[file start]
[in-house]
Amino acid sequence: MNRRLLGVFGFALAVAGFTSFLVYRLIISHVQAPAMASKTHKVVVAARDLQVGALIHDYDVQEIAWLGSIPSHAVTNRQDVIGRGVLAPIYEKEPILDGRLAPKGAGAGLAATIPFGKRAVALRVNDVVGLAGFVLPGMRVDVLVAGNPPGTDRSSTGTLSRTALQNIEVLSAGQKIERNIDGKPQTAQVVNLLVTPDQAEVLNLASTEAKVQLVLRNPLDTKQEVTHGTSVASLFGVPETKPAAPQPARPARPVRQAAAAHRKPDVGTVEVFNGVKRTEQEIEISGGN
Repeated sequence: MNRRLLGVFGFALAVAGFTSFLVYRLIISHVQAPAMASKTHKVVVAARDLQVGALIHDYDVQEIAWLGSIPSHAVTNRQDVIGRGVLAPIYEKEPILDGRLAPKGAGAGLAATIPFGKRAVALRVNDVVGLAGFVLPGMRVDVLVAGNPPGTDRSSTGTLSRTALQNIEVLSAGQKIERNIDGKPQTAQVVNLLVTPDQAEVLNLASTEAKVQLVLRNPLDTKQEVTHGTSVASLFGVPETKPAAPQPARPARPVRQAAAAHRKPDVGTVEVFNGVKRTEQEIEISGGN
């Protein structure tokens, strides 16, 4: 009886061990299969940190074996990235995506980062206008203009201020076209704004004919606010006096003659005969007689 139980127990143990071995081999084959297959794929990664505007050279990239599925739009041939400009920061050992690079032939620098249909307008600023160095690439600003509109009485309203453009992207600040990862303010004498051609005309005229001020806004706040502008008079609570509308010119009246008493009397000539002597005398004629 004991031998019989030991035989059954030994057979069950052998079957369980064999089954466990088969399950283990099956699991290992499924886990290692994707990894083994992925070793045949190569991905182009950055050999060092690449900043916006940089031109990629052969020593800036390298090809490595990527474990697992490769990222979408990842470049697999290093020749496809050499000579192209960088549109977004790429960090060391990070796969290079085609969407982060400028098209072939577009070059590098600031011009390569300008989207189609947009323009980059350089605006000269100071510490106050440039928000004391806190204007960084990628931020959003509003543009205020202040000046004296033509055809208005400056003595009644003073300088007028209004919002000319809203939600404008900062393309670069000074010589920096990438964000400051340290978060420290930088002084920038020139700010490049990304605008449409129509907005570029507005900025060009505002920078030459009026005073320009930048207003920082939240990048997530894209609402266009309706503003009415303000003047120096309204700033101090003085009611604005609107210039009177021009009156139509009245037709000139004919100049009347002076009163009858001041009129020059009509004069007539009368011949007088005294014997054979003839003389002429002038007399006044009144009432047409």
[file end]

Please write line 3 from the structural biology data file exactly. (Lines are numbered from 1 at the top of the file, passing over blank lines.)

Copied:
Repeated sequence: MNRRLLGVFGFALAVAGFTSFLVYRLIISHVQAPAMASKTHKVVVAARDLQVGALIHDYDVQEIAWLGSIPSHAVTNRQDVIGRGVLAPIYEKEPILDGRLAPKGAGAGLAATIPFGKRAVALRVNDVVGLAGFVLPGMRVDVLVAGNPPGTDRSSTGTLSRTALQNIEVLSAGQKIERNIDGKPQTAQVVNLLVTPDQAEVLNLASTEAKVQLVLRNPLDTKQEVTHGTSVASLFGVPETKPAAPQPARPARPVRQAAAAHRKPDVGTVEVFNGVKRTEQEIEISGGN